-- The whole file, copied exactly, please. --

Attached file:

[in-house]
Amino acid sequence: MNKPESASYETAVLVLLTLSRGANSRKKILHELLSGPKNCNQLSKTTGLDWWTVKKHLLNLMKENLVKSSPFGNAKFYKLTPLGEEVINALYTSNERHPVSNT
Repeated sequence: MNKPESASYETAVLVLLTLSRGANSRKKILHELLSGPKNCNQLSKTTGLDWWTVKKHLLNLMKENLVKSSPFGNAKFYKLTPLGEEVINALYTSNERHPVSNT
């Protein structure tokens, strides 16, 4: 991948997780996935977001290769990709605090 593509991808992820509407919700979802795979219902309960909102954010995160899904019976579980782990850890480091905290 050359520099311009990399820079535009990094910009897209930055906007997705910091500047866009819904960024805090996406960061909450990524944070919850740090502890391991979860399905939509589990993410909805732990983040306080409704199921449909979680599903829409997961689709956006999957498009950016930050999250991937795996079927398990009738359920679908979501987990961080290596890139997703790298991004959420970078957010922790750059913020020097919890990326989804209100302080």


[in-house]
Amino acid sequence: MNKPESASYETAVLVLLTLSRGANSRKKILHELLSGPKNCNQLSKTTGLDWWTVKKHLLNLMKENLVKSSPFGNAKFYKLTPLGEEVINALYTSNERHPVSNT
Repeated sequence: MNKPESASYETAVLVLLTLSRGANSRKKILHELLSGPKNCNQLSKTTGLDWWTVKKHLLNLMKENLVKSSPFGNAKFYKLTPLGEEVINALYTSNERHPVSNT
């Protein structure tokens, strides 16, 4: 991948997780996935977001290769990709605090 593509991808992820509407919700979802795979219902309960909102954010995160899904019976579980782990850890480091905290 050359520099311009990399820079535009990094910009897209930055906007997705910091500047866009819904960024805090996406960061909450990524944070919850740090502890391991979860399905939509589990993410909805732990983040306080409704199921449909979680599903829409997961689709956006999957498009950016930050999250991937795996079927398990009738359920679908979501987990961080290596890139997703790298991004959420970078957010922790750059913020020097919890990326989804209100302080």